Ion Luca Caragiale (Romanian pronunciation:; commonly referred to as I. L. Caragiale; February 13 [O.S. February 1] 1852 – 9 July 1912) was a Wallachian-born Romanian playwright, short story writer, poet, theater manager, political commentator and journalist. Leaving behind an important cultural legacy, he is considered one of the greatest playwrights in Romanian language and literature, as well as one of its most important writers and a leading representative of local humor. Alongside Mihai Eminescu, Ioan Slavici and Ion Creangă, he is seen as one of the main representatives of Junimea, an influential literary society with which he nonetheless parted during the second half of his life. His work, spanning four decades, covers the ground between Neoclassicism, Realism, and Naturalism, building on an original synthesis of foreign and local influences.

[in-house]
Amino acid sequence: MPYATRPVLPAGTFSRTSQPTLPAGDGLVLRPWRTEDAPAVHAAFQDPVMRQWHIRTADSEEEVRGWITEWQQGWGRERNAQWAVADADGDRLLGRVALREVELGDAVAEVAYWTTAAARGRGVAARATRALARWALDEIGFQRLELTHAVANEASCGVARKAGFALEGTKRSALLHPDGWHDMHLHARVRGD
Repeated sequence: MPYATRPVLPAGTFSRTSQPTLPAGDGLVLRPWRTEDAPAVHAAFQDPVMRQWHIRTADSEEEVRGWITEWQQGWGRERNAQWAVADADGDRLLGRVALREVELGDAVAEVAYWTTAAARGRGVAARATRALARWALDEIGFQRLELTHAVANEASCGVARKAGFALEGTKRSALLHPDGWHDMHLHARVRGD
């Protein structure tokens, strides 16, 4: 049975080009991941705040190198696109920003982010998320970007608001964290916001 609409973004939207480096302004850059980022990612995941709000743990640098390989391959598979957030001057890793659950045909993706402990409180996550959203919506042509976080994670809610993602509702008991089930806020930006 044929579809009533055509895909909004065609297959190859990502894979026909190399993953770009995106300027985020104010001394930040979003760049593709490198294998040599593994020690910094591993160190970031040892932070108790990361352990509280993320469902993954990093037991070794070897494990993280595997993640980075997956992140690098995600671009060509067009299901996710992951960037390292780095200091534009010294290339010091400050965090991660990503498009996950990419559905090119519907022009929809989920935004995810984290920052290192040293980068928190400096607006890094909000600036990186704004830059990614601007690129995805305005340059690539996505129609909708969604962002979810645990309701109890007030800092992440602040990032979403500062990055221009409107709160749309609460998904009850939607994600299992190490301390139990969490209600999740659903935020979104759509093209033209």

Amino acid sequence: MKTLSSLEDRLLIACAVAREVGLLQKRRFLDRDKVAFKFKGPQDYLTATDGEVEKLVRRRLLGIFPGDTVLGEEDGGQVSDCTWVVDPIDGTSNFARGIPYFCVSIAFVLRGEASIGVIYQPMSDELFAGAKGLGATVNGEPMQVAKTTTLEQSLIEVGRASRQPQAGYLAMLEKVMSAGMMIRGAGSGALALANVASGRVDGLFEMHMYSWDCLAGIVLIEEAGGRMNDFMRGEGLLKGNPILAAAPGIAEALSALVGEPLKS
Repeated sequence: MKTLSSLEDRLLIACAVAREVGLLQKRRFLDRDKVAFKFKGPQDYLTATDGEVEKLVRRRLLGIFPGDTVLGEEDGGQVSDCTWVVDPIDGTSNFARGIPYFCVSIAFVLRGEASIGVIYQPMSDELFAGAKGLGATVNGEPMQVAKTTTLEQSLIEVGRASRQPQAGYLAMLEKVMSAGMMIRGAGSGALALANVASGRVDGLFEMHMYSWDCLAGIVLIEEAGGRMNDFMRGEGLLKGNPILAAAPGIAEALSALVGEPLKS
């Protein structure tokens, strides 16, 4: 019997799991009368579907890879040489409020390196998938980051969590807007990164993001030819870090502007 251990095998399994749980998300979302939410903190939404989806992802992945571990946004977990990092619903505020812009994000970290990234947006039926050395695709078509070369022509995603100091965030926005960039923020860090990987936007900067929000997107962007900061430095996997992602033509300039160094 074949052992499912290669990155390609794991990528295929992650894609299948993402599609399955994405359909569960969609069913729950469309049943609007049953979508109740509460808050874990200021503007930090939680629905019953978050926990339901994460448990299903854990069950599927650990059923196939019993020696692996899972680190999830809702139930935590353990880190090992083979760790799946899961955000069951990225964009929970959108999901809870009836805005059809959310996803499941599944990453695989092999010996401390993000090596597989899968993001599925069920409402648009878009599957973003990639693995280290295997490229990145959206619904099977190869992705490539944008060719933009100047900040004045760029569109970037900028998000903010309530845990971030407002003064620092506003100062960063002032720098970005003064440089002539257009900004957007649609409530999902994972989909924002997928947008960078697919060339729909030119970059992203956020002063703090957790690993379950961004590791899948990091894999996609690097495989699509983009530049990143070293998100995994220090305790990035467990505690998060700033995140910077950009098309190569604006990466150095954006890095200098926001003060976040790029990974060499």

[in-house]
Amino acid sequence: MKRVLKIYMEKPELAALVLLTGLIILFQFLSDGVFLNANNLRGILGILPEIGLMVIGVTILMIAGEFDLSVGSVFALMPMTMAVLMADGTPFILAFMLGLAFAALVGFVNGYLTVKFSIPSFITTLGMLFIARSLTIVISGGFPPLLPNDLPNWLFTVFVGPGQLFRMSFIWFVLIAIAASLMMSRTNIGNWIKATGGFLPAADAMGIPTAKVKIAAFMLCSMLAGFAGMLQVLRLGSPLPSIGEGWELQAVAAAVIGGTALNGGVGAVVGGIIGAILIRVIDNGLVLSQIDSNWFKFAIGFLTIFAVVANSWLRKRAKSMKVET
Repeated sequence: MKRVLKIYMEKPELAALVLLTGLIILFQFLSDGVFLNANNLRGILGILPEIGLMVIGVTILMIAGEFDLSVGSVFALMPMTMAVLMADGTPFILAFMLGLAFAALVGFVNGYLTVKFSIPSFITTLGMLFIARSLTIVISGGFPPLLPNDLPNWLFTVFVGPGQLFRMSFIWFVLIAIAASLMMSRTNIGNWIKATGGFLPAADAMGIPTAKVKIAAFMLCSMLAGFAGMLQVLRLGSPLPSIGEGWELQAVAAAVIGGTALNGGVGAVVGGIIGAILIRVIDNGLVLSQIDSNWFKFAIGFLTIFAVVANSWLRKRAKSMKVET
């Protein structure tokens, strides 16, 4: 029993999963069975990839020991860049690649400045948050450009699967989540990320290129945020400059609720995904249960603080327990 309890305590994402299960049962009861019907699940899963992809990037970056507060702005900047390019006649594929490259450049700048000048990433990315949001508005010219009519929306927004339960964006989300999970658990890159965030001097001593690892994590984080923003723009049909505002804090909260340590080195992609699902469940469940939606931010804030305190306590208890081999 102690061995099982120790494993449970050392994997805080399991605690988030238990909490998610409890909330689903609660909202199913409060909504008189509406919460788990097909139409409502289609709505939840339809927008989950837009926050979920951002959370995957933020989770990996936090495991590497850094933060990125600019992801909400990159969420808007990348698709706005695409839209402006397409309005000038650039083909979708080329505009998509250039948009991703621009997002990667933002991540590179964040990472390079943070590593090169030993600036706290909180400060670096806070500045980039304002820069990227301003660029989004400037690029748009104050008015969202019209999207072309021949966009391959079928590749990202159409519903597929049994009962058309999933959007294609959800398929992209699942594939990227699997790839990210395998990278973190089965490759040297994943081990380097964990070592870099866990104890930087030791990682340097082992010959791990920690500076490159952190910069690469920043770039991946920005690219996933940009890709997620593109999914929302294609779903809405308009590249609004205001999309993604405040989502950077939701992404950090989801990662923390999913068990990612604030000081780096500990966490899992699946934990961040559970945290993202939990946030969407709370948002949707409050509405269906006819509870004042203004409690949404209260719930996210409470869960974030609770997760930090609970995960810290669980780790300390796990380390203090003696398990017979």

Although few in number, Caragiale's plays constitute the most accomplished expression of Romanian theater, as well as being important venues for criticism of late 19th-century Romanian society. They include the comedies O noapte furtunoasă,Conu Leonida faţă cu reacţiunea, O scrisoare pierdută, and the tragedy Năpasta. In addition to these, Caragiale authored the melodrama O soacră, a large number of essays, articles, short stories, novellas and sketch stories, as well as occasional works of poetry and autobiographical texts such as Din carnetul unui vechi sufleur. In many cases, his creations were first published in one of several magazines he edited—Claponul, Moftul Român, Vatra and Epoca. Most of his prose works have been published under the title Momente şi schiţe: they include Căldură mare, Cănuţă om sucit, Două loturi, Grand Hotel "Victoria română", as well as several pieces referring to stock characters such as Lache and Mache, Marius Chicoş Rostogan and Mitică. In some of his later fiction writings, including La hanul lui Mânjoală, Kir Ianulea, Abu-Hasan, Pastramă trufanda and Calul dracului, Caragiale adopted the fantasy genre or turned to historical fiction.
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